So, What’s the Good News?
I used to visit a neighborhood store so often that the clerk and I knew each other by name. He would always greet me with the same cheerful question:
“So, Jennifer, what’s the good news?”
At first, his query flustered me. Was it a rhetorical question? No, he was genuinely interested. There were days when I felt as if I didn’t have any good news to report, but before long it became a kind of discipline for me to relate something positive about my day to this casual acquaintance. His question prompted me to stop and take note of blessings in my life.
Nowadays, when I listen to what feels like a steady drip of bad news — about the economy and so many other serious world problems — I find myself asking the TV,
the radio, the computer: “So, what’s the good news?” I don’t want to be naïve or uninformed, but I know there are inspiring things happening in my city and around the globe, and I’d like to hear about them along with the more sobering news.
I’m not the only person in search of good news. If you Google “good news,” you’ll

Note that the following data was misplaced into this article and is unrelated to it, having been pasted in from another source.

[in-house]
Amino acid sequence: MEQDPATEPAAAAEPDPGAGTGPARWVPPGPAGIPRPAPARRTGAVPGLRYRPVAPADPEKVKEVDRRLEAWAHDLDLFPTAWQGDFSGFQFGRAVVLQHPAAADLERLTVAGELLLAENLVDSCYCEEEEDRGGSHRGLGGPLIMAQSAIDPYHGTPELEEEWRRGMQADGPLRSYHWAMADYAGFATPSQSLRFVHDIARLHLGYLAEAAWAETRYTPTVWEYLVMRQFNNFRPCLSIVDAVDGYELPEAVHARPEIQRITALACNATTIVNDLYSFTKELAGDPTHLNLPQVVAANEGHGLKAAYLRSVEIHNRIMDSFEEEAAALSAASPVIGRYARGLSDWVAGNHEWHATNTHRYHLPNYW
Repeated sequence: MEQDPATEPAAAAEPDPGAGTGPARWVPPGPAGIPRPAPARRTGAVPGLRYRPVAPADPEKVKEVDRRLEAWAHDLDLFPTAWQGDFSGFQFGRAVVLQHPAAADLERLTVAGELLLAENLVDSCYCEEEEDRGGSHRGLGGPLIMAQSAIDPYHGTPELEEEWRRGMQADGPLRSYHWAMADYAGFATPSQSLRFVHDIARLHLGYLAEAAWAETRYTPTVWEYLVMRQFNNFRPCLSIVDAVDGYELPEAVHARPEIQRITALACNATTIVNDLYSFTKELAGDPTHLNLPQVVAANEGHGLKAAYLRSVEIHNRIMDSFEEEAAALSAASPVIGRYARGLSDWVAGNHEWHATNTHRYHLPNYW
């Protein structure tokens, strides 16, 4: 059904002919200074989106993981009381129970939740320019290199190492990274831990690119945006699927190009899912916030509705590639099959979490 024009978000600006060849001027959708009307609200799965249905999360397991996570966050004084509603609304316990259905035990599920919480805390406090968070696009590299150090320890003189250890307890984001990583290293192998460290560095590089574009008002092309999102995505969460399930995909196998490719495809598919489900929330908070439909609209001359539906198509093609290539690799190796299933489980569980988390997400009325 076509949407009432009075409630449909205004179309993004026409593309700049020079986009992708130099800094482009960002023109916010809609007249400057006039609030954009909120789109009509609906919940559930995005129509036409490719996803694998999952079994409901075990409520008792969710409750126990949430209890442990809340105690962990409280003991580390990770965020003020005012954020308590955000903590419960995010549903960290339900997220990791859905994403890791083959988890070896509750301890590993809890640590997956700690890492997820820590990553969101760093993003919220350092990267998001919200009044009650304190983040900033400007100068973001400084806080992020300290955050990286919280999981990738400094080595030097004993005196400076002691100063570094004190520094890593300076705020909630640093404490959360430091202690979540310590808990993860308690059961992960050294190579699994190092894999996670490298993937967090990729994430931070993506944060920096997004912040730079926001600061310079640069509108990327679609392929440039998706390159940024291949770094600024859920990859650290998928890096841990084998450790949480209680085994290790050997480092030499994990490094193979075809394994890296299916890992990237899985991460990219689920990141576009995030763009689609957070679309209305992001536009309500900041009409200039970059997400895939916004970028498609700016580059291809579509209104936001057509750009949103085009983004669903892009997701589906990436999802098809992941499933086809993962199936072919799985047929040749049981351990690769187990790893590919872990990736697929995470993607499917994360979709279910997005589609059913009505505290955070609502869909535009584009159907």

find websites and blogs dedicated to filling the good-news void. A colleague first called my attention to sites such as Good News Network, Good News Daily, and Good News Blog. Recent headlines included “Getting Back on Course: Golf Pro Serves Wounded Veterans” and “iPhone App Suggests Doing One Good Thing Daily.” Reading about
local heroes, teachers, international charity, kids, and prayer does tend to reframe your perspective on the world.
In this issue of Response, we, too, look for the positive lessons and experiences that may be available to us in troubling economic times. We do this with the assistance of alumni who offer us a glimpse into their own lives: Jennifer Cooley Perrow ’90, Jeff
Keenan ’83, Stacy Patterson Cleveland ’97, Rick Reynolds ’75, Jeffrey Overstreet ’94,
and others. We also benefit from the expertise of faculty members Douglas Downing, John Medina, and Richard Steele, as well as renowned Yale economist and Downtown Business Breakfast speaker Robert Shiller.
Of course, for Christians, “the good news,” or “gospel,” means much more than upbeat stories. It is the message that, no matter
what our circumstances, we have been given a transformed — not just reframed —
perspective on life through the death and
resurrection of Jesus Christ. No amount of bad news can eclipse the joyful news at the heart of the Christian story.
So, what’s relevant about this news in these times? It reminds us of what it is that truly makes us rich.
JENNIFER JOHNSON GILNETT